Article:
The Airflow system enables energy savings and improved crop growth

The Airflow system enables energy savings and improved crop growth

The Airflow system enables energy savings and improved crop growth

Oct 3, 2023 11:24:48 AM

The innovative Airflow system by ErfGoed offers energy savings opportunities and can significantly lower crop temperatures. This benefits crop growth and quality, as demonstrated by recent measurements and experiments conducted with the Airflow system. While the results are positive, and the system shows promise, many questions remain, and further research is necessary.

The new Airflow system consists of an ebb-and-flow floor, which is heated and cooled through hoses beneath the floor. Additionally, air is introduced through the floor's distribution pipes to heat or cool the air around the crop. These pipes have small holes, distributing air through the porous floor. The unique aspect of the system lies mainly in the combination of heating and cooling hoses and the introduction of air.

ErfGoed recently conducted extensive experiments with the new system, mainly at its location in Moerkapelle, focusing on Sarcococca cultivation. Leo de Rijke, an advisor from De Rijke Techniek, played a significant role in conducting various measurements and analyses in these experiments. "We measured both the pot, floor, and room temperature," he explained. "We did this in a section with the innovative floor and a 'normal' section with a standard ebb and flow floor from ErfGoed. Since all other conditions were identical, the added value of the Airflow floor was very clearly visible."

Optimizing Low-Grade Heat

Part of the research involved assessing the effects of heating using the Airflow floor. Low-grade heat at 35 degrees Celsius was introduced through the hoses. Additionally, air was introduced into the floor, which was distributed through the floor using a unique system. "We observed that introducing the air could cool down the low-grade heat to a temperature of 22 degrees. Without the introduction of air, the return temperature was 27 degrees. This means that you can effectively utilize low-grade heat with the AirFlow floor. In other words, the Airflow system provides higher efficiency with low-grade heat. This is because the floor's heat output capacity is increased by introducing air."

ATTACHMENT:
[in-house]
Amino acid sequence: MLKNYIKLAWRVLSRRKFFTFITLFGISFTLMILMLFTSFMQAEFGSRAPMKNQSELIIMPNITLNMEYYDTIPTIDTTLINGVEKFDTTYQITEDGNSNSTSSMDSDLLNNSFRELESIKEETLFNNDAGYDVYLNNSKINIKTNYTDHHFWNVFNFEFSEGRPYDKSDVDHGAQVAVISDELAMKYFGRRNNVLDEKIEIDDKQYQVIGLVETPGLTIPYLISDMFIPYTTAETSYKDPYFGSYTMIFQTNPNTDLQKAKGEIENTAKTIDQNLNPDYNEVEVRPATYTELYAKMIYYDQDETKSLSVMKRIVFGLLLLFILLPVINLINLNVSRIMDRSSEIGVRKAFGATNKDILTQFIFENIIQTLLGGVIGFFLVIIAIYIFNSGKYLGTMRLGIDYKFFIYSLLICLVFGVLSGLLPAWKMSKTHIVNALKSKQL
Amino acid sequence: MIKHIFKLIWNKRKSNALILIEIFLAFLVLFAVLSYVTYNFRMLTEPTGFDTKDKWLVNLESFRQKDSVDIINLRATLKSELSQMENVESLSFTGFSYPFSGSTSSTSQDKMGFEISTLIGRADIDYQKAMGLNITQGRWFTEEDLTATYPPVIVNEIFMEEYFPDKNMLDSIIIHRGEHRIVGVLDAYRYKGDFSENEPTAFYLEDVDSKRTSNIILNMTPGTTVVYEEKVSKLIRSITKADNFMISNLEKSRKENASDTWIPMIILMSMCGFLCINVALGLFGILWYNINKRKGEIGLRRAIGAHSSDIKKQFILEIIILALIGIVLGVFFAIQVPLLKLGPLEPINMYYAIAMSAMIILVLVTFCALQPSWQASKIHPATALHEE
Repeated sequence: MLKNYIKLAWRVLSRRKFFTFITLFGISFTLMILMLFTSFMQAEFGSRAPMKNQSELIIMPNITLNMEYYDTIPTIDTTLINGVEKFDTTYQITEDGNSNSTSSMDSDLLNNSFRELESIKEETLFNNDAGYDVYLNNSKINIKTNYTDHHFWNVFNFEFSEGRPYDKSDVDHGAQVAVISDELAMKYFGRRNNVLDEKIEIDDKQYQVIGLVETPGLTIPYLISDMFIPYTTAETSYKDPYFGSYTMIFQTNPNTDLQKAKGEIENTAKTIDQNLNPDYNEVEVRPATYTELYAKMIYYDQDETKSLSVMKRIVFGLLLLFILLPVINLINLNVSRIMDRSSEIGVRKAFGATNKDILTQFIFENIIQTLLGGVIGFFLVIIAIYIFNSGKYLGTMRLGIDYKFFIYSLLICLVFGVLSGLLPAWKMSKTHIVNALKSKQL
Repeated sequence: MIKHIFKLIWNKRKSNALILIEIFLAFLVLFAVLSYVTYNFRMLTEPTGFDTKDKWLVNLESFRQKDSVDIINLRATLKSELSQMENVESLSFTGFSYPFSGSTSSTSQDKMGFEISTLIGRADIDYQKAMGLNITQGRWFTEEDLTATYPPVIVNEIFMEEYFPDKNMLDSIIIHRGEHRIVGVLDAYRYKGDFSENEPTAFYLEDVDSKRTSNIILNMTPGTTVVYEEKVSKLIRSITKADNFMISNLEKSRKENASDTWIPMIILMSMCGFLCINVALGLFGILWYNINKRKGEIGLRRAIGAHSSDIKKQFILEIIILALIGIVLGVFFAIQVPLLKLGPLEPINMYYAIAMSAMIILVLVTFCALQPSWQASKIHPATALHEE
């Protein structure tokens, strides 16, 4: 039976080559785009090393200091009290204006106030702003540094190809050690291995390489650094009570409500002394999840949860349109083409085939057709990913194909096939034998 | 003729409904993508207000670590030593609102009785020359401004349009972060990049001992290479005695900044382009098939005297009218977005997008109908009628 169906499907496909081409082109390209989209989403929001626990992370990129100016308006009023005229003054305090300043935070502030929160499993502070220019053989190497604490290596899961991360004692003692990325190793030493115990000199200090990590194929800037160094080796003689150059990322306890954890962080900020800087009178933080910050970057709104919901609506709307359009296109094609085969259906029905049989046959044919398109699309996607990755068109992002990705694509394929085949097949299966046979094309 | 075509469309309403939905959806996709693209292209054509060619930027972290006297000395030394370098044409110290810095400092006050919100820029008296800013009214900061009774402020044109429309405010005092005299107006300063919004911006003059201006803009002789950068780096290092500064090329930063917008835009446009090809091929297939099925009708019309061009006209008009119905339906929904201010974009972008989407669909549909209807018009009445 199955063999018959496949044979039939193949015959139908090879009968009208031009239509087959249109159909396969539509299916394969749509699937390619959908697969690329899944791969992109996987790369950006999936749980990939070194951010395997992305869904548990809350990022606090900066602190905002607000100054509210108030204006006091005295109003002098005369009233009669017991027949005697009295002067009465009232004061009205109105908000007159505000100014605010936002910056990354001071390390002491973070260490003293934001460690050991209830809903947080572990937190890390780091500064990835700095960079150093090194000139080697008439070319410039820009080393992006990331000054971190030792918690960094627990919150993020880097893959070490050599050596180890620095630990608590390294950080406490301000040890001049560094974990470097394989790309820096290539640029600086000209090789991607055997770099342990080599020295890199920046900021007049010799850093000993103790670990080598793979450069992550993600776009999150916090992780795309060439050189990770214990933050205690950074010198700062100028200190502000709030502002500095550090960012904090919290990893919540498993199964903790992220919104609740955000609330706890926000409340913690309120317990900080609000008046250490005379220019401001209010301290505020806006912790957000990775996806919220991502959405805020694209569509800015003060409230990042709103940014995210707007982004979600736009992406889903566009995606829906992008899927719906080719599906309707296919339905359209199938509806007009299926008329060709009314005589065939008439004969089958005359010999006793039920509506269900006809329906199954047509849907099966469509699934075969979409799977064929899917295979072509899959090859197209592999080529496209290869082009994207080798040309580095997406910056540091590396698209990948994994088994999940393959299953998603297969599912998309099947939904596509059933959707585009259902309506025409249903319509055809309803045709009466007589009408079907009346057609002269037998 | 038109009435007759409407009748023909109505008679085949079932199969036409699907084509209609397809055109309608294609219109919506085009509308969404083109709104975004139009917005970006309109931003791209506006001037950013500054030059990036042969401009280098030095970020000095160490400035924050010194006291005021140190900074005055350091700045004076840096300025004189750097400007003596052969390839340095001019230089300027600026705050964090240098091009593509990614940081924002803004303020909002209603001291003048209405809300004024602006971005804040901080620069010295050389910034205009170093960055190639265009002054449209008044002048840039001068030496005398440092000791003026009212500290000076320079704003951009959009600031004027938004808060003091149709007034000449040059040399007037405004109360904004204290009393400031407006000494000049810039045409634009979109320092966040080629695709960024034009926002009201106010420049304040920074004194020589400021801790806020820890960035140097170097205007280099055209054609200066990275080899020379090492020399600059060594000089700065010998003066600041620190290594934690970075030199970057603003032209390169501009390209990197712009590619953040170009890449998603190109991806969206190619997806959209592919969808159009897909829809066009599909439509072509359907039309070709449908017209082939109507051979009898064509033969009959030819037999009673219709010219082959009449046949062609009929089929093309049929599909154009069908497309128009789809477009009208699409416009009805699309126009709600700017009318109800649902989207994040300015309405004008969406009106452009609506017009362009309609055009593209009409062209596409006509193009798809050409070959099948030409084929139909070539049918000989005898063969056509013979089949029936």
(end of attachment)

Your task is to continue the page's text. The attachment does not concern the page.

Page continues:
Optimizing Efficiency

According to De Rijke, this finding presents opportunities for energy savings and may be of interest to entrepreneurs working with geothermal heat or heat pump. "We introduced low-grade heat for the experiment through the boiler, but you can also use geothermal heat or heat from a heat pump. As an entrepreneur, you can choose either to cool down the heat as much as possible or to lower the supply temperature. This means you need less energy to maintain the temperature in your garden. The exact amount needs further investigation, but this results in better heat pump or geothermal source efficiency."

Cooler on Hot Days

In addition, extensive experiments were conducted recently to cool the Airflow floor using the hoses in combination with introducing cold air. The advisor stated that this proved to have a clear advantage on hot days. "We observed that the temperature between the crops in the section with the Airflow system was, on average, about five degrees lower than in the section with the regular ErfGoed floor. This is thanks to the combination of introducing cold water through the hoses and cold air, as well as the precision of delivering cold air where it's needed."

The lower temperature, according to Cor Bremmer, Commercial Director at ErfGoed, offers clear advantages for crop growth. "A temperature between 20 and 30 degrees is optimal for crop growth. Additionally, the relative humidity increased as the dry airflow absorbed moisture from the floor, causing the stomata to open, promoting photosynthesis. Furthermore, the air movement benefits plant growth, and we observed improvements in the microclimate around the plant."

Follow-Up Experiments

Both heating and cooling with the Airflow system have proven to have significant added value. Which variation is most interesting depends on a grower's specific business situation and the location of their facility, according to De Rijke. "It's logical that cooling with the Airflow system is probably more interesting for entrepreneurs in warmer regions. 

However, these are aspects that we will further investigate in follow-up experiments. There are still many questions, such as whether the investment in the system is cost-effective and, if so, over what timeframe. But it's clear that the Airflow system has great potential." New experiments will be tested at ErfGoed and onsite with some customers in practical applications.

Want to know more about the Airflow system or are interested in constructing a practical trial on your nursery? Contact ErfGoed at or sign-up for our updates.